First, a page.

Malnutrition in Older Adults

 In Blog

Malnutrition in Older AdultsMalnutrition can affect anyone, regardless of age. Those most susceptible are also those who are most vulnerable and reliant upon others—the very young and the very old. Charities targeting childhood malnutrition enjoy enormous successes, but unfortunately many times malnutrition in aging adults is entirely overlooked outside of academic circles. Yet, we all know that proper nutrition is vital for the immune system, cognitive function, and energy levels at any age.

Moreover, malnutrition in the elderly is a major cause for concern. It has been found that between 29 and 61 percent of all hospitalized elderly patients are suffering from malnutrition.

Why does it so often take hospitalization to discover malnutrition in older adults?

One main reason is that malnutrition often manifests itself in weight-loss, and older adults are prone to experiencing natural weight-loss due to an underlying illness, making a diagnosis difficult. The same is true for other symptoms of malnutrition which either have other common causes, or are the unfortunate side-effects of age—fatigue, slower healing times, difficulty concentrating, an inability to stay warm, and depression.

What are the underlying causes of malnutrition in the elderly?

According to an article in the Postgraduate Medical Journal, risk factors are broken down Malnutrition in Older Adultsinto four categories:

Medical factors, including poor appetite, pain when chewing, loss of taste and smell, respiratory disorders, gastrointestinal disorders, endocrine disorders, neurological disorders, infection, physical disability, drug interactions, and/or cancer.

Lifestyle and social factors, including lack of knowledge about food, cooking, and nutrition, isolation and loneliness, poverty, and/or an inability to shop or prepare food.

Psychological factors, including confusion, dementia, depression, bereavement, and/or anxiety.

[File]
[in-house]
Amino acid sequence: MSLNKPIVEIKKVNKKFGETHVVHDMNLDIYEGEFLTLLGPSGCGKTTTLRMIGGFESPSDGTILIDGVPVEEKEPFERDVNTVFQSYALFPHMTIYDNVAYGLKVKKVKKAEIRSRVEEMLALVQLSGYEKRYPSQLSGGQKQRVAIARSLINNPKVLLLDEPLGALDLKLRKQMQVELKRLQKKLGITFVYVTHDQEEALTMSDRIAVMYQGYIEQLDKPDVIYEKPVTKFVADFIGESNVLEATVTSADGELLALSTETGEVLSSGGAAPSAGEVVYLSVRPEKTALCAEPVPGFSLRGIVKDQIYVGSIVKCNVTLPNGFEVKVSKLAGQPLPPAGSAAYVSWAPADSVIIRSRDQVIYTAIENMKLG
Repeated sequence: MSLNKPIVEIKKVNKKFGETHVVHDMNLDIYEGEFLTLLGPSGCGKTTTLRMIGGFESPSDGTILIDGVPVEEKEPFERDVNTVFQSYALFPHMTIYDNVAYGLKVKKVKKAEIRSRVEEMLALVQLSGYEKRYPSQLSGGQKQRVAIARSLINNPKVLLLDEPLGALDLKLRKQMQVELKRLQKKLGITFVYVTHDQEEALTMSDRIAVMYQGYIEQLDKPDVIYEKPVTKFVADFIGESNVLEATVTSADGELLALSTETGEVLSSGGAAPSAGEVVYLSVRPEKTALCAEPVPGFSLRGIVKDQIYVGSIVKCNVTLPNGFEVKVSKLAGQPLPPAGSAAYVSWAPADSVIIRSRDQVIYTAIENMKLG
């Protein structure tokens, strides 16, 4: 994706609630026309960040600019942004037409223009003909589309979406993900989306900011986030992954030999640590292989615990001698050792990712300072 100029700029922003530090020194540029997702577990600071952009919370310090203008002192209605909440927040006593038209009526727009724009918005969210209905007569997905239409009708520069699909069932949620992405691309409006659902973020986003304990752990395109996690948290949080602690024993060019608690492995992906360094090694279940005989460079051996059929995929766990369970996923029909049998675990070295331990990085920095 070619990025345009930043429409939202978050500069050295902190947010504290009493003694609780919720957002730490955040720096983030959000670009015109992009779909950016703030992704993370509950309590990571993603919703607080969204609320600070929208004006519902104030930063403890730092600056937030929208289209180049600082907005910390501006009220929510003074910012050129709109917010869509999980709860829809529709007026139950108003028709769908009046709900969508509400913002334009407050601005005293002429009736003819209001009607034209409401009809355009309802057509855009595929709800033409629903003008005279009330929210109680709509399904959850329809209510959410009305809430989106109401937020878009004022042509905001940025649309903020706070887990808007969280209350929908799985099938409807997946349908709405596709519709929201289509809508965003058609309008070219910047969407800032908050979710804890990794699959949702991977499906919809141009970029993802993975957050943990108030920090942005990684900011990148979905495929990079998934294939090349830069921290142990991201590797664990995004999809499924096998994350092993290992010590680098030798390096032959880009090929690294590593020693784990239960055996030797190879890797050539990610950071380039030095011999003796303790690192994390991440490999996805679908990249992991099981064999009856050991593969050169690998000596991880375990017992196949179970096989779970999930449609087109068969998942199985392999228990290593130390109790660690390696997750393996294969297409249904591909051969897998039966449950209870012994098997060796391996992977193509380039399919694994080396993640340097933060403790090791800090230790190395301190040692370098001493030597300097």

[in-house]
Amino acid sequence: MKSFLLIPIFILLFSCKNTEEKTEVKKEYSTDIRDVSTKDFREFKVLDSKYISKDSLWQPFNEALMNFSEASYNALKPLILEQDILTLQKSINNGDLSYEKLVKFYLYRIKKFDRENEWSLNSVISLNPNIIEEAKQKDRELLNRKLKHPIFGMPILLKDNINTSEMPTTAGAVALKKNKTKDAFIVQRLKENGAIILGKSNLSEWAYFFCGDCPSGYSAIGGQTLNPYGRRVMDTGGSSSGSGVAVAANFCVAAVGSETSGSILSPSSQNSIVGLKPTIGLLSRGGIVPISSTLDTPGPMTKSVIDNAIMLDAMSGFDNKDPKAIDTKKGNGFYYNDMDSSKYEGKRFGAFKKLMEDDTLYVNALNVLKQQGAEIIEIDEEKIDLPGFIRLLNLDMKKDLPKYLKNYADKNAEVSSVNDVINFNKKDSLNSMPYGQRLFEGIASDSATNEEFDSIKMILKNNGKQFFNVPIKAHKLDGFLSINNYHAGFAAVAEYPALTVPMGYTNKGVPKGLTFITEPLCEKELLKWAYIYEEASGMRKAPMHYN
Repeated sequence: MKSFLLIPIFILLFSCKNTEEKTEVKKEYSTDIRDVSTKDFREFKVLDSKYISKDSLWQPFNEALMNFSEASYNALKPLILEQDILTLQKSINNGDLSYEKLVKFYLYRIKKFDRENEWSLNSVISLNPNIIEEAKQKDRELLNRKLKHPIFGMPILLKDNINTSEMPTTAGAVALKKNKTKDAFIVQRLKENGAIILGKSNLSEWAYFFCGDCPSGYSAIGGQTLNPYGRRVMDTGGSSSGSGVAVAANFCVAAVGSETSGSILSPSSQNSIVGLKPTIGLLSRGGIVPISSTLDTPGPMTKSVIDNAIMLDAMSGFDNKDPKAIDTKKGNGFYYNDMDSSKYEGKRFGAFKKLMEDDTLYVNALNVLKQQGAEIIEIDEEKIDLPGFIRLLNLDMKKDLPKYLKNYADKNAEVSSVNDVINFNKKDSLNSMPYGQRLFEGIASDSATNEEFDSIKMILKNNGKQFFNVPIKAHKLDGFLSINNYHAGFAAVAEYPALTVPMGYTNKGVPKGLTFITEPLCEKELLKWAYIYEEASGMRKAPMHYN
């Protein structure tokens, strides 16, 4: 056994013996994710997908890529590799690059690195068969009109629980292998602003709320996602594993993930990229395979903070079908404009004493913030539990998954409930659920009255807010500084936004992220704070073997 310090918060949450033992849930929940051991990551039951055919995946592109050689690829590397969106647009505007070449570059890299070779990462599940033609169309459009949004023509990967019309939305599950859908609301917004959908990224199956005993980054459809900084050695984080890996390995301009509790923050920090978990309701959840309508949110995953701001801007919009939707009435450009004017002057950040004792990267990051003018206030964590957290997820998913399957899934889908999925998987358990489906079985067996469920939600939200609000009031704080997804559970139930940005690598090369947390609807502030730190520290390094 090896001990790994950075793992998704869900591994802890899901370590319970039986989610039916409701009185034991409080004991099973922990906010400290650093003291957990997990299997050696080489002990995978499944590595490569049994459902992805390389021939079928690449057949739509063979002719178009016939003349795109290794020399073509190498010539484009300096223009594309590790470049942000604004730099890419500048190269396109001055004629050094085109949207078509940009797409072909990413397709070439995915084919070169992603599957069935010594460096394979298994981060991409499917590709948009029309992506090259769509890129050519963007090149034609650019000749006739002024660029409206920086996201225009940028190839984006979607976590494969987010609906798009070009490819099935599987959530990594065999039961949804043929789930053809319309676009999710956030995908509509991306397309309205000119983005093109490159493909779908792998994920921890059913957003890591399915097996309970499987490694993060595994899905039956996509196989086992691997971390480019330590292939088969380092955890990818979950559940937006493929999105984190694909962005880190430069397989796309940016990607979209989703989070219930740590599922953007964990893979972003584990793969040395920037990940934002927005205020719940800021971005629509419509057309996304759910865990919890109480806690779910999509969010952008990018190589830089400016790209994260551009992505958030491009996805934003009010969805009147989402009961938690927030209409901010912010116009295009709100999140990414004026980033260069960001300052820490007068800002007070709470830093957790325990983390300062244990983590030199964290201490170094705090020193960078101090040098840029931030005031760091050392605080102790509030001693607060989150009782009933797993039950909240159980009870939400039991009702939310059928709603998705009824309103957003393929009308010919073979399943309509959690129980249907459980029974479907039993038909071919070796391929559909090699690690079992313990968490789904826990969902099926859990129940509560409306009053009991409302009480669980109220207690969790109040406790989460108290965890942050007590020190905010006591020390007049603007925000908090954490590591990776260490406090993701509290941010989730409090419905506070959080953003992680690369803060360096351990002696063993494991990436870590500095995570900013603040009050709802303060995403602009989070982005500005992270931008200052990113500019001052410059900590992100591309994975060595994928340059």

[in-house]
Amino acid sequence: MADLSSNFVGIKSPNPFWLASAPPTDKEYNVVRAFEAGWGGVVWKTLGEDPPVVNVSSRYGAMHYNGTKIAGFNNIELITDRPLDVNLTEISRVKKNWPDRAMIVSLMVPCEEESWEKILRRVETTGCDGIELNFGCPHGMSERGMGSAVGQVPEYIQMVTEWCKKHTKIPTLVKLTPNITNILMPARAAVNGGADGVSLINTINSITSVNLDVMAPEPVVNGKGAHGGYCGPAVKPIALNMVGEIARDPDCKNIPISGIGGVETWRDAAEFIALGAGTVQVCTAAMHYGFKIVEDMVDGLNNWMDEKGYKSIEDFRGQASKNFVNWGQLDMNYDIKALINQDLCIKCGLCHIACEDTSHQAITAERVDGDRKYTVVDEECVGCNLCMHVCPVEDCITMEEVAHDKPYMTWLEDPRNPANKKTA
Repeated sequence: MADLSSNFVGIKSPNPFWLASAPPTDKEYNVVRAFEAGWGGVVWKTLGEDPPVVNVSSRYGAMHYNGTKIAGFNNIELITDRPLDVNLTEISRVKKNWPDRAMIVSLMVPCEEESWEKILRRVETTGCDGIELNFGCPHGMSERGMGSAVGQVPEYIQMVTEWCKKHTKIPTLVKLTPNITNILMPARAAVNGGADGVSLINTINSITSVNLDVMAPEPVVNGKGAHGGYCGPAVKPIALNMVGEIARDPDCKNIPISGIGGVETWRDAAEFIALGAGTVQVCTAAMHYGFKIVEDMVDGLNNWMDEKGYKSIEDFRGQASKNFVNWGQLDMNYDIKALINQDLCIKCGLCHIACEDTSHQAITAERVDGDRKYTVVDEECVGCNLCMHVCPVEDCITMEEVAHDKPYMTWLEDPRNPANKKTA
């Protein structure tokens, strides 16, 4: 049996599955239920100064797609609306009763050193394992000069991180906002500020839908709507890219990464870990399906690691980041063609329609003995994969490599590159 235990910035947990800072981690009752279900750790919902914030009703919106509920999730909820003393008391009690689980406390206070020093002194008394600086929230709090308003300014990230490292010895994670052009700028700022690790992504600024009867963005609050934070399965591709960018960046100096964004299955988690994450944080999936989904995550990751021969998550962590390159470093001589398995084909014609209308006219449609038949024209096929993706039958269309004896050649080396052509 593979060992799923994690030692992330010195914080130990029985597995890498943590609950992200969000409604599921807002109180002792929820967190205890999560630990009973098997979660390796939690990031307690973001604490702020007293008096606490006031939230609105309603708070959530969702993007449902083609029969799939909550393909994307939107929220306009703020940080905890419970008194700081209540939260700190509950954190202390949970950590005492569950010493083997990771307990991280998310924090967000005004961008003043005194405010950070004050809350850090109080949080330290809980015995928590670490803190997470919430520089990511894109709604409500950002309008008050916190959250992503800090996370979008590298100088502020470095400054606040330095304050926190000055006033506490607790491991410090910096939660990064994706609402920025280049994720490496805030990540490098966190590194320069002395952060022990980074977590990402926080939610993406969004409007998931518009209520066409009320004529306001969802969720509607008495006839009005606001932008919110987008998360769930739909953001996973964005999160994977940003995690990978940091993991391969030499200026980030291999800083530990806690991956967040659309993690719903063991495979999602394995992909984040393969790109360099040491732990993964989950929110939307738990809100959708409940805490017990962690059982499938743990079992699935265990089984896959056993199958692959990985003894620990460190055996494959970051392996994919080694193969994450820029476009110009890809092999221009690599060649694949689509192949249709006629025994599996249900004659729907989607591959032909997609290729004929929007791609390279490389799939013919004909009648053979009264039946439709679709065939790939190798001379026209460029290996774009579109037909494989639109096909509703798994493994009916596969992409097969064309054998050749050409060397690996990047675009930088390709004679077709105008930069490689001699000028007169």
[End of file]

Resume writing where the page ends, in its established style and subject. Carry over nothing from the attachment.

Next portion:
Treatment factors during hospital stays, including food service with limited choices, slow eating and limited time for meals, missing dentures, requiring help eating, increased nutrient requirement during healing, limited provision for religious or cultural dietary needs, and/or missing meals during tests and procedures.

Malnutrition in Older AdultsWith so many risk factors, it is difficult to imagine that malnutrition in aging adults has gone unchecked, but because this population relies heavily on the kindness of others for their emotional and physical health and well-being, their suffering is often overlooked.

If you have a friend or loved one who may be at risk for malnutrition, particularly if they are regularly skipping meals, make sure that they are getting the nutrients they need to boost their immune system and remain healthy throughout their entire life.

Dead Sea Moringa has been proven to help combat malnutrition and would make an excellent nutritional addition to the diet of any aging adult.

RESOURCE: http://www.ncbi.nlm.nih.gov/pmc/articles/PMC2563720/

Dead Sea Moringa

Dead Sea Moringa

Who Are We?

Dead Sea Moringa is a partnership between the evangelical community and the nation of Israel. The primary goal of Dead Sea Moringa is to produce employment, income, and revenue for humanitarian aid projects throughout Israel. Dead Sea Moringa has also recently partnered with an organization in Togo, Africa to oversee the cultivation and harvesting of Moringa, as well as its distribution to malnourished children in that region.

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